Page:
In the "Nice model,” an enormous quantity of KBOs are injected into the outer asteroid belt, >2.6 AU (Levison et al., submitted). Most are dynamically lost or collisionally destroyed, yet the remnant of this embedded population may be the source of the D-type asteroids. This raises the issue of whether larger KBOs were also embedded, and what they would look like today (and can we tell?). It is interesting to note that Ceres, the largest asteroid, is not that different from what we imagine dwarf planet KBOs to be like: differentiated, ice-rich (0.72-0.77 anhydrous rock by mass), and possessing unusual surface chemistry. In Levison et al., large KBOs are not considered; the embedded distribution is truncated at 200-km diameter, and the large (bright) end of the size-frequency distribution follows a very steep power-law slope (at least -6.4 differential). This is done, apparently, in order prevent the Trojan population from acquiring large members. If we extend this distribution to larger sizes, using the observed power-law slope of the bright end of today's Kuiper belt (about -4.5; Petit et al., in "The Solar System Beyond Neptune"), the probability of the outer asteroid belt acquiring a "Ceres” is a few percent; if the steep power-law component of Levison et al. is adjusted to the arguably more correct value, this probability rises to 10%. Large embedded asteroids are immune to collisional destruction, but they are subject to dynamical ejection. The probability of Ceres being a refugee from the Kuiper belt would appear to be small, but perhaps it was not as easily ejected as its much smaller D-type brethren. Regardless, its survival in the extreme collisional environment implied above implies bulk ice loss. The probability that one or more of the largest surviving asteroids came from the Kuiper belt should not be discounted.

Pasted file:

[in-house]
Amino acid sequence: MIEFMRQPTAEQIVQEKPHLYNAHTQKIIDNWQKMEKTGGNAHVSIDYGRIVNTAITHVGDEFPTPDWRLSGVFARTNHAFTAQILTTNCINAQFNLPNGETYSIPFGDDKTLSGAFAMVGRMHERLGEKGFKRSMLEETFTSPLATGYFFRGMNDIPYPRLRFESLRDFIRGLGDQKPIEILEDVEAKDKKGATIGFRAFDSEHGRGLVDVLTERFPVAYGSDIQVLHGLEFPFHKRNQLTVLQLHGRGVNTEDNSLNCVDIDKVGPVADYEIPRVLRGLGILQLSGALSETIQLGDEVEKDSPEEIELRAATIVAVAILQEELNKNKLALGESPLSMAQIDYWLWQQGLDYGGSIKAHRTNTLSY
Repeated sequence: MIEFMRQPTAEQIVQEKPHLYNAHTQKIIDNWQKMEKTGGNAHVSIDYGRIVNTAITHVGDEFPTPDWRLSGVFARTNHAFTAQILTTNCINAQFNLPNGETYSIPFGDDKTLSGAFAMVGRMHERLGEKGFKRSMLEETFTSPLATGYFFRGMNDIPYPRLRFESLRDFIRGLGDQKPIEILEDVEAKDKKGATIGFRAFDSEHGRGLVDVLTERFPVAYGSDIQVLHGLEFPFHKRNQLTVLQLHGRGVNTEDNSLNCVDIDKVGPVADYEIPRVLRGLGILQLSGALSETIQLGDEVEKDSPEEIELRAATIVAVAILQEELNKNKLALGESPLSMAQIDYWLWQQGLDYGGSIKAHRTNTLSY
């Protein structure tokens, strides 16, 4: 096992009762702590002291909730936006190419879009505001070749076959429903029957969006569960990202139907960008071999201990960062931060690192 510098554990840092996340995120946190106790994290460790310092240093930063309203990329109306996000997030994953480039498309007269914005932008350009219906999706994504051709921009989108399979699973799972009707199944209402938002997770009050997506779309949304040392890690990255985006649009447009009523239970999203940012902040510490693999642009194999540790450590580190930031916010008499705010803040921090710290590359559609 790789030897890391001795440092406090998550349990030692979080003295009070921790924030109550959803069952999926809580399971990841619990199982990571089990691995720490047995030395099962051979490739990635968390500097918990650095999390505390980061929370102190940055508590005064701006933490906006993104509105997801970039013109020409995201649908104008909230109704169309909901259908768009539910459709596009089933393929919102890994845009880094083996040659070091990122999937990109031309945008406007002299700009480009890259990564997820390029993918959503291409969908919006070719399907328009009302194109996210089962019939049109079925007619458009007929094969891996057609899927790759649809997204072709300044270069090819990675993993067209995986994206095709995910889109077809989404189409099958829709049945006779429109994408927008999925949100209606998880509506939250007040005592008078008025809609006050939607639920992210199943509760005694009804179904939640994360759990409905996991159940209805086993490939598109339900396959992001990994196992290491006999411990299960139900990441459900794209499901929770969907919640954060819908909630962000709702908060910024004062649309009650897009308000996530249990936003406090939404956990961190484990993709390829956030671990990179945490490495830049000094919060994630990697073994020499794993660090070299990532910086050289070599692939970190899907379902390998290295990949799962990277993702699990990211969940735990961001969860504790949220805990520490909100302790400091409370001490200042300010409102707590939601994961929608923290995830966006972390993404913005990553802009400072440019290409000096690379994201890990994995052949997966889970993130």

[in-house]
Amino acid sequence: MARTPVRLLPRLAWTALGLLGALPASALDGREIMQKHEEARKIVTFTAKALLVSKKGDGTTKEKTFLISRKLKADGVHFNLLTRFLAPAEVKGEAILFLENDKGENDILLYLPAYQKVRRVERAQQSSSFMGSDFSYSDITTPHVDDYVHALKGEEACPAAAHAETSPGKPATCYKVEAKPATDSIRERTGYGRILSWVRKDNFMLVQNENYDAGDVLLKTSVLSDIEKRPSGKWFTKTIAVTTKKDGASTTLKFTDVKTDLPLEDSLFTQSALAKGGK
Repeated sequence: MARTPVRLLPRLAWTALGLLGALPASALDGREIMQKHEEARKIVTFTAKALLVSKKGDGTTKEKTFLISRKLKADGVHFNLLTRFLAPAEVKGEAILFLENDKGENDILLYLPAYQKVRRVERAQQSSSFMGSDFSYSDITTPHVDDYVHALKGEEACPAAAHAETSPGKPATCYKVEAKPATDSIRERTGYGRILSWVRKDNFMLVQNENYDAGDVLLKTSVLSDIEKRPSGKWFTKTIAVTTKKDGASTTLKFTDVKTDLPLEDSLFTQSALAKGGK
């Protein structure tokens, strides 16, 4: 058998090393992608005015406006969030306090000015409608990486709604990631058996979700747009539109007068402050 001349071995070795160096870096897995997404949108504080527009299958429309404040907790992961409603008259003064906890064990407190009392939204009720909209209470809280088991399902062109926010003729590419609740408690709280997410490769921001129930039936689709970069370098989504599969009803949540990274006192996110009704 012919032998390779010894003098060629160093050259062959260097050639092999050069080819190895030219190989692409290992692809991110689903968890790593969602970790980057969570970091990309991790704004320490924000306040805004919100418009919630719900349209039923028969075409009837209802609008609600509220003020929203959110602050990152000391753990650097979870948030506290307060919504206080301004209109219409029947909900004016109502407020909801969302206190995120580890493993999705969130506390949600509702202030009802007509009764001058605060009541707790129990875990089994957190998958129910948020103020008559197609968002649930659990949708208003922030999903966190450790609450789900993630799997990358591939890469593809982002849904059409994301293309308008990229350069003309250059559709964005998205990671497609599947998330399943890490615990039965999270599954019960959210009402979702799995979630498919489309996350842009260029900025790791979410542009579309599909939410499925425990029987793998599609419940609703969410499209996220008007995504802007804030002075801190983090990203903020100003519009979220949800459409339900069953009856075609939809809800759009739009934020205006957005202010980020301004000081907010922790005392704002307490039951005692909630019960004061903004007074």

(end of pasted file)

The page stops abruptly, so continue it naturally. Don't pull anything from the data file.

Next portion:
AAS/Division for Planetary Sciences Meeting Abstracts #40
- Pub Date:
- September 2008